Why Everyone Loves The KonMari Way Of Tidying Up

by Trina Remedios
Meet Marie Kondo, a Japanese consultant who can help you declutter your closet with one simple mantra; but it maybe too simple for some.

Boxing and storing what you no longer use is not tidying up. Marie Kondo wants you to get brutal and embrace the concept of minimalism, one that proves to be quite the challenge for most who have tried the KonMari method. But, with a guarantee that you can get more use out of your limited space and even lead a happier life, you can't help but watch the closet organizer teach you tricks to fold clothes, arrange decor, organize books, jewellery and shoes, and bascially change the way you see and use your space. 
 


The Best Seller That Teaches You The KonMari Method
Among all the novels dedicated to murder mysteries and drama in USA TODAY's Top 10 Best Sellers list, Marie Kondo's self-help book makes for a refreshing change. The Life-Changing Magic of Tidying Up: A Simple, Effective Way to Banish Clutter Forever is also a best seller in Japan, Germany and UK, with over two million copies being sold to date.

It pretty much stays true to its name as the book focuses on de-cluttering and sorting through the junk in your home, but how it defines what you should hold on to or let go of is what makes the difference: Keep anything that "sparks joy".

This positive positioning is perhaps what's making the book such a success. People associate it with letting go of things that stir up angst, sadness, or any negative emotions that can come back to haunt you; all this, simply by organizing your closet. Once you have your home in order, it will reflect in your choices—relationships, work ethic, and even impulse purchases, and keep you from falling back into your old ways. Sounds so promising and reassuring, doesn't it?
 


The Queen Of Tidying Up
Some people are born for great things and Marie Kondo seems to think that she was destined to write this book. She's been an obsessive organizer right from childhood. When girls were playing during recess, she would be in class, arranging the bookshelves. "I was obsessed with what I could throw away. One day, I had a kind of nervous breakdown and fainted. I was unconscious for two hours. When I came to, I heard a mysterious voice, like some god of tidying telling me to look at my things more closely. And I realized my mistake: I was only looking for things to throw out. What I should be doing is finding the things I want to keep. Identifying the things that make you happy—that is the work of tidying," she told The Australian.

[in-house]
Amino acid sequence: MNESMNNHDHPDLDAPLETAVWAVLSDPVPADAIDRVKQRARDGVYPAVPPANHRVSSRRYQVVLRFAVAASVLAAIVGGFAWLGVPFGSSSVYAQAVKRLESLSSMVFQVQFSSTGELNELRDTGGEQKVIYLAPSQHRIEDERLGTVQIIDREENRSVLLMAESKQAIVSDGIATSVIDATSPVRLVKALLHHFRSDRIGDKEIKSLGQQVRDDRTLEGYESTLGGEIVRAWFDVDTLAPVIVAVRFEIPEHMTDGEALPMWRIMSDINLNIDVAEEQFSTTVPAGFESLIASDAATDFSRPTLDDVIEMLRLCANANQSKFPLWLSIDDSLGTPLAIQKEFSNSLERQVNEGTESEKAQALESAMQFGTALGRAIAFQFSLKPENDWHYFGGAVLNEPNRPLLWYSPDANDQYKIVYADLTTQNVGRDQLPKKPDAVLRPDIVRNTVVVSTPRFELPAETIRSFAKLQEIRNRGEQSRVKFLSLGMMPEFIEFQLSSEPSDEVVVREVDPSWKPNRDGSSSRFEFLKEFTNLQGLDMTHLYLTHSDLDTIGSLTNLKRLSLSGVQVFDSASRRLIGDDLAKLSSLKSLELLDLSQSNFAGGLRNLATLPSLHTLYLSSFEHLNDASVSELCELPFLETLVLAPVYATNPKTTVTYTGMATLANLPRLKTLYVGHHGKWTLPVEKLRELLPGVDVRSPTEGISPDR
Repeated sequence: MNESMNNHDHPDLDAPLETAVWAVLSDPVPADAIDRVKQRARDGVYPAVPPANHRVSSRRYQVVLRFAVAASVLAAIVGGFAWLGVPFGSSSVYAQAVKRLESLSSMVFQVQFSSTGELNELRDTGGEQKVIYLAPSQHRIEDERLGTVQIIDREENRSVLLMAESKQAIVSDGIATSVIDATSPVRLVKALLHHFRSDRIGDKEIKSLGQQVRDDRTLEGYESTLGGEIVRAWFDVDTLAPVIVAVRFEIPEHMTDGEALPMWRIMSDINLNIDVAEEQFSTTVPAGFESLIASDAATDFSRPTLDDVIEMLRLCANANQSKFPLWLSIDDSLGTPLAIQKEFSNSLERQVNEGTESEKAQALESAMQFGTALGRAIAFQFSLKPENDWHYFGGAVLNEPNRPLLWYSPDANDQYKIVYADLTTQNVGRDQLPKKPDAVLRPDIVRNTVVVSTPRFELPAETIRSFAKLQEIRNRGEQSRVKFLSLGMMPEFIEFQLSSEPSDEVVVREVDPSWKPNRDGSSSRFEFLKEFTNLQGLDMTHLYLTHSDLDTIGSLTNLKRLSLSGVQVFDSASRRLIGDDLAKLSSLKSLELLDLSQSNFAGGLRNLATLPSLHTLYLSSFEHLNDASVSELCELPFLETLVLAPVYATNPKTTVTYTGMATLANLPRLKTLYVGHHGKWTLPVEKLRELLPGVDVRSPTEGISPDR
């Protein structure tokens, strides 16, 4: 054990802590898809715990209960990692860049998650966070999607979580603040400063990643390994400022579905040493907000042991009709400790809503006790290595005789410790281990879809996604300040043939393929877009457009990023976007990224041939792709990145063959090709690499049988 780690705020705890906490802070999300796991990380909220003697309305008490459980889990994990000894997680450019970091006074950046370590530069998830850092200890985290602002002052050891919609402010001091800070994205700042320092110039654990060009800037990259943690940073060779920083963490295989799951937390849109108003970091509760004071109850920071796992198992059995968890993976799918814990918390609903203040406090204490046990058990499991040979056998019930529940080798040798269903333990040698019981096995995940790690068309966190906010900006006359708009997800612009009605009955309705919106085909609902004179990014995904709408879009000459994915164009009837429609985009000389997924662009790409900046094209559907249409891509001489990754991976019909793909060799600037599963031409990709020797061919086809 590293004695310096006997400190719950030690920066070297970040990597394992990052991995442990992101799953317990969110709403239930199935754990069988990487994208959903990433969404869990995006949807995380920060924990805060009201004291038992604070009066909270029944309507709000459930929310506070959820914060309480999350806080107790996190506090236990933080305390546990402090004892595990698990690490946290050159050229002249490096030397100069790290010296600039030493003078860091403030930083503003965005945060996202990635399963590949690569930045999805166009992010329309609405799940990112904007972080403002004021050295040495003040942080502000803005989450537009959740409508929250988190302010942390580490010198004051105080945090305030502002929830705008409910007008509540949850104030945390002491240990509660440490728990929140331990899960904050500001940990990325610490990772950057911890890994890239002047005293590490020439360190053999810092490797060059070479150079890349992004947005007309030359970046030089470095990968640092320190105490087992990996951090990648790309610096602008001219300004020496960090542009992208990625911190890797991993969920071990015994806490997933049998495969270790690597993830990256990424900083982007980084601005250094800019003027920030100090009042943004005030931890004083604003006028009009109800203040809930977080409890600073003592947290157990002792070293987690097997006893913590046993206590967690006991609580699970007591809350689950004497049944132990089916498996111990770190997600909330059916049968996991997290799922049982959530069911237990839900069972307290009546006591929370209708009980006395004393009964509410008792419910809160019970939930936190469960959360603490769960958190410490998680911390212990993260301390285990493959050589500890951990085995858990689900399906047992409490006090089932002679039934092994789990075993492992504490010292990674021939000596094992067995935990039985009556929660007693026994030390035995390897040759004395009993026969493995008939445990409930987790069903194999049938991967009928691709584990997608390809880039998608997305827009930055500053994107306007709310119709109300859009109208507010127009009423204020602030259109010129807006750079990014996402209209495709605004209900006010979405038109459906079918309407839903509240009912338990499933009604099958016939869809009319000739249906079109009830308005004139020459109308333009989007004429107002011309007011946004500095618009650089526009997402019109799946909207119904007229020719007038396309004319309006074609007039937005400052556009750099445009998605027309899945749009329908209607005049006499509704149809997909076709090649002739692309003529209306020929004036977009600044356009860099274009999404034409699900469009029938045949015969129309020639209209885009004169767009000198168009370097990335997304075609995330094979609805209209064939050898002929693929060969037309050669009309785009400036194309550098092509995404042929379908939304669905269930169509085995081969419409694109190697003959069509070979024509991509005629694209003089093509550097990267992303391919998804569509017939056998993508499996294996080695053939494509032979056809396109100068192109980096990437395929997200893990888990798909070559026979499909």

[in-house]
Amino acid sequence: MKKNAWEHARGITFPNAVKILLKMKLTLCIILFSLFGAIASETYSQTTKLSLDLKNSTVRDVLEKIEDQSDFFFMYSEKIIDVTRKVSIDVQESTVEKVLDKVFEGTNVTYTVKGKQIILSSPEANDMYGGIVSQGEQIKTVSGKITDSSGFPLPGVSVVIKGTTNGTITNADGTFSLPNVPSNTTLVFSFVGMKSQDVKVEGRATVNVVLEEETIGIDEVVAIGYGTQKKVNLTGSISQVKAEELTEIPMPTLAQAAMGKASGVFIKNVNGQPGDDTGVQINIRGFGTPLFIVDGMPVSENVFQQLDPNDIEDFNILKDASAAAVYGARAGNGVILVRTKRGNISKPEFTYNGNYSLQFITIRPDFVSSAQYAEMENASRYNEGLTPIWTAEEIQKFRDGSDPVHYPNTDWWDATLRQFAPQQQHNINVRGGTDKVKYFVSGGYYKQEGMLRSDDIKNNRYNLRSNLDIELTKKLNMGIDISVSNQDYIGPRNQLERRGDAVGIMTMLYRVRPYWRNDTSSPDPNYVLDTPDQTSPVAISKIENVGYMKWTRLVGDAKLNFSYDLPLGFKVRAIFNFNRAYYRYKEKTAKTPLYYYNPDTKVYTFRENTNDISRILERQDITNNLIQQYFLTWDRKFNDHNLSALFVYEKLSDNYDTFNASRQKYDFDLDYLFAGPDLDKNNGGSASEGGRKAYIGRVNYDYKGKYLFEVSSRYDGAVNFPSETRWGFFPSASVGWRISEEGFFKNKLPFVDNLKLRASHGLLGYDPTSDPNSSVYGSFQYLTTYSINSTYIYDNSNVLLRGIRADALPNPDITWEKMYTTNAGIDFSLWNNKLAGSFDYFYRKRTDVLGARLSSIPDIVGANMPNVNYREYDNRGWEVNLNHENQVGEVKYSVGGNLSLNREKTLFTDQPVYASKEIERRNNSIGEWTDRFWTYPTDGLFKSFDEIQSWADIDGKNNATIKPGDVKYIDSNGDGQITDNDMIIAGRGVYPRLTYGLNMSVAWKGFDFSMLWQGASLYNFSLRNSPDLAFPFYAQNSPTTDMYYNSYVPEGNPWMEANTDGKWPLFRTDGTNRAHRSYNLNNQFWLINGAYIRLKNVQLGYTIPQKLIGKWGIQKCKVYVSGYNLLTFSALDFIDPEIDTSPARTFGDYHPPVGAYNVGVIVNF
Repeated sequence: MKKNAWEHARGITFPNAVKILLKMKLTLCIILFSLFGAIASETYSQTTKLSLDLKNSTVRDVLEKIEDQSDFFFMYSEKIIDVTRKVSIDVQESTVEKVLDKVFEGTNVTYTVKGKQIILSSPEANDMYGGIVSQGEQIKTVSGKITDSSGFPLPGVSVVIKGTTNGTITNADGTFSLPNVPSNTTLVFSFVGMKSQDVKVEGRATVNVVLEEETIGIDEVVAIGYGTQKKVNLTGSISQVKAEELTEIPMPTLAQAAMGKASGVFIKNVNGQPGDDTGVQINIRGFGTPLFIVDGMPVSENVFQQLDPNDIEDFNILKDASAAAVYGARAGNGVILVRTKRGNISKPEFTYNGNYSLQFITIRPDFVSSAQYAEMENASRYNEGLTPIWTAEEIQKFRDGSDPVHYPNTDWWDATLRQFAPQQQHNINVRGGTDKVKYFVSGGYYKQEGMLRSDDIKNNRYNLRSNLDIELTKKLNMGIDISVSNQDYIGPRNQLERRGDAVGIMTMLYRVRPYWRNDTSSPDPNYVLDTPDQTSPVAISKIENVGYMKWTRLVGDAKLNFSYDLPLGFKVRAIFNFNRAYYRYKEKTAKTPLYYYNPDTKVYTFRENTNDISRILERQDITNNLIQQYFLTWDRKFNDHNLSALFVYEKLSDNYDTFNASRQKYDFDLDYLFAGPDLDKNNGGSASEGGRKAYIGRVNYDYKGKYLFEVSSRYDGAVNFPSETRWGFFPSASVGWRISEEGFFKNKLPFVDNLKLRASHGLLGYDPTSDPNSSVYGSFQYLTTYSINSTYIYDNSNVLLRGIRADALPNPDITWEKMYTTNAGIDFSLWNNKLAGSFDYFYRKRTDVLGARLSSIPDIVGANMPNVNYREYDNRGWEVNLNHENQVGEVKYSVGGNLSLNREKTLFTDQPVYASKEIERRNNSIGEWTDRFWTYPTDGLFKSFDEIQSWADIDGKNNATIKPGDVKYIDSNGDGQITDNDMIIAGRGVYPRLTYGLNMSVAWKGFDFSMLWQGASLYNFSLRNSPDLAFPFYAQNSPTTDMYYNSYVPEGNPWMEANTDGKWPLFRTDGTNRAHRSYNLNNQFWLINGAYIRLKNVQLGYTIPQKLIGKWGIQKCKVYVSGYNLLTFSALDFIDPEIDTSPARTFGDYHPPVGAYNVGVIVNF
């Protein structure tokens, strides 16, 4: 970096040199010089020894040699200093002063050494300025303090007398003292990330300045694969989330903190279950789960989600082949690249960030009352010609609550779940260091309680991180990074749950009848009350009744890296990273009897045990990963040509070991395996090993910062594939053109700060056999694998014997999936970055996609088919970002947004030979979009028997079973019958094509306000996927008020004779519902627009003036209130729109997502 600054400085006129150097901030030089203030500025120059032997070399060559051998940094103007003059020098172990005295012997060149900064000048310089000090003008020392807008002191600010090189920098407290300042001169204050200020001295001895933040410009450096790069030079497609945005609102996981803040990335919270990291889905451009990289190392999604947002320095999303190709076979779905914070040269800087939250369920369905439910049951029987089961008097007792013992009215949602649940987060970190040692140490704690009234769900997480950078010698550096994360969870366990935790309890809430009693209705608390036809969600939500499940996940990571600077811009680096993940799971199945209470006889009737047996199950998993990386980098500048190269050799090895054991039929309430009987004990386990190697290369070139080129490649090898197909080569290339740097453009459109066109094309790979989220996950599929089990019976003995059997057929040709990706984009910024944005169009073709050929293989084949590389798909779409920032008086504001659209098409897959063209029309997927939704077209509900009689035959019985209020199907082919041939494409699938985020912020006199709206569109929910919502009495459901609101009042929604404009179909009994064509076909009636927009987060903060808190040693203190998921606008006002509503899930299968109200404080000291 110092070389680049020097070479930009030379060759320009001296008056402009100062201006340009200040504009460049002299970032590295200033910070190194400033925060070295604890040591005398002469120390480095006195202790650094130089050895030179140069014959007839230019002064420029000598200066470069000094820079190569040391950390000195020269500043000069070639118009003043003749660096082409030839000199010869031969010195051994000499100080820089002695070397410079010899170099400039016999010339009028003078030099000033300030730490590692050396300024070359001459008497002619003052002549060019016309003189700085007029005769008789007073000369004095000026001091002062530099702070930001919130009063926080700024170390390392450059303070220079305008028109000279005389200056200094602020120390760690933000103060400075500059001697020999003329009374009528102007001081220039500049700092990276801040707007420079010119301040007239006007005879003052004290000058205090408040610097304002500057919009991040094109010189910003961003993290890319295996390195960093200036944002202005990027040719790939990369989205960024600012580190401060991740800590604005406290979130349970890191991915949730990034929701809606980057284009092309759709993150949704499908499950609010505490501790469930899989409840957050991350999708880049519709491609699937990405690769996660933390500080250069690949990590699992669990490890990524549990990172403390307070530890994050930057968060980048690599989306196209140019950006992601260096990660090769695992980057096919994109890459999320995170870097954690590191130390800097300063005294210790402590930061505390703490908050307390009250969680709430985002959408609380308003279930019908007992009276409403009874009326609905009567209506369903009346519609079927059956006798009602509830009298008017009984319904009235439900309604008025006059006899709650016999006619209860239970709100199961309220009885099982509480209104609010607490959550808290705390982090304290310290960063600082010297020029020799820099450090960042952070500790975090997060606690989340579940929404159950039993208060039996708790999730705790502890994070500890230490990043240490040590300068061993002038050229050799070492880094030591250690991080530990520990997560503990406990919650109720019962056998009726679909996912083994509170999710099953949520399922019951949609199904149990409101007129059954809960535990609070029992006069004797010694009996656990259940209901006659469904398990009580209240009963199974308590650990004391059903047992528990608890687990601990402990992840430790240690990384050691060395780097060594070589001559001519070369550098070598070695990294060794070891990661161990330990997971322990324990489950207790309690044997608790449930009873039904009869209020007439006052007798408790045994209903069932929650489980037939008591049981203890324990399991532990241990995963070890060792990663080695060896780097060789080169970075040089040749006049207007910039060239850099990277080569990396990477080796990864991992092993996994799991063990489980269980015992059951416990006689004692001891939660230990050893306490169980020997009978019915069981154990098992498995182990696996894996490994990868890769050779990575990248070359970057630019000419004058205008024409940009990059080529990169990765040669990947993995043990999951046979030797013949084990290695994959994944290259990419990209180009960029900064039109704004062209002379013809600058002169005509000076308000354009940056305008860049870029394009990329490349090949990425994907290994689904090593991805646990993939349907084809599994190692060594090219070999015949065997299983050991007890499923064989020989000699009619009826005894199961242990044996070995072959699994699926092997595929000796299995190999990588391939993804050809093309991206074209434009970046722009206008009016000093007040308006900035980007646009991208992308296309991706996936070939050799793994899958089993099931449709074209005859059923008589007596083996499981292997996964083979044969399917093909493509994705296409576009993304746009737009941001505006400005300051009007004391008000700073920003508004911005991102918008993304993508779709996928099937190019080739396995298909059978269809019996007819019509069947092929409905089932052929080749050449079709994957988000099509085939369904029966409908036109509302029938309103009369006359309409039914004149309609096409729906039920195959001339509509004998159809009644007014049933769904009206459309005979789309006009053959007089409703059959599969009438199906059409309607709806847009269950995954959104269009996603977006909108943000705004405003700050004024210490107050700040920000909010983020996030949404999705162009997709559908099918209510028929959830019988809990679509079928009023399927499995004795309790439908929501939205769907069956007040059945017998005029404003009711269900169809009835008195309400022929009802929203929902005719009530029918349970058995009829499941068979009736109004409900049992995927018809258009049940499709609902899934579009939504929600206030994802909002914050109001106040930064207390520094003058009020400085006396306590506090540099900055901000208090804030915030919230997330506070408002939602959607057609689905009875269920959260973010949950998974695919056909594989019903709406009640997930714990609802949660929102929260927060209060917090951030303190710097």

Tried & Tested: The KonMari Way
Lucky for us, Lavendaire, a YouTube vlogger tested the method and documented her whole experience. She demonstrates how to organize your closet, fold shirts, pants, tank tops, sweaters, hoodies, socks, and stockings. She also shows you how to assemble books, papers and other knick knacks. If you want to get with the program, this video captures how you can embrace the KonMari way of life, beautifully:
 

Expert Reviews
USA Today: "Kondo challenges you to ask yourself whether each object you have is achieving a purpose. Is it propelling you forward or holding you in the past?"

The New York Times: "Ms. Kondo delivers her tidy manifesto like a kind of Zen nanny, both hortatory and animistic."

The Wall Street Journal: "Her voice... turns stern and enchanted, like a fairy godmother for socks."

The London Times: "[It is] enough to salute Kondo for her recognition of something quietly profound: That mess is often about unhappiness, and that the right kind of tidying can be a kind of psychotherapy for the home as well as for the people in it."
 
Good Housekeeping: "All hail the new decluttering queen Marie Kondo, whose mess-busting bestseller has prompted a craze for tidying in homes across the world ... one proper clear out is all you need for the rest of your life."

Reader Jennifer C from Maryland felt introspective after putting the book down: "I found myself actually enjoying the book and thinking about all my stuff and how to start dealing with belongings that do not bring me joy. I think my biggest issue is letting go of things that can be used still and I save them for yard sales and donations. I need to work through things and maybe do a big donation run and just let things go that no longer spark joy for me."


The Flipside: Critical Readers
Now, there are some readers who obviously don't find the Marie Kondo way of tidying up quite logical and fair, not everything can "spark joy", and yet, you may still need to hold on to it:

Diane Yannick's experience may resonate with some: "There is no rating low enough to compensate for the way this book has ruined my life... Do you know how hard it is to summon joy from beige underwear or Neosporin? Yet summon you must. I like my carrot peeler but is joy too strong a word?" 

And then there were many others like this guy, Barks Book Nonsense: "...Step #2, you see, is books. BOOKS! As you can probably easily imagine, I am stuck here on step #2 because, well, it’s a call to action to rid myself of my precious books! She wants me to what?! I’ve been collecting books since I was twelve years old. I have a lot of books but I’m afraid I may love them all... I was instructed to touch each one and see if it sparked that apparently not-so-elusive feeling of joy within me. Trouble is they all kind of did. I suppose I am broken... I think I shall pretend that step 2 was nothing but a fever dream."

Now, maybe if you didn't take Marie Kondo's suggestions too literally and tweaked them just a bit to suit yourself, you might find it easier to cope with the change and embrace her way of decluttering, not just your closet, but your life, too. It's definitely worth a shot anyways; so, why not?
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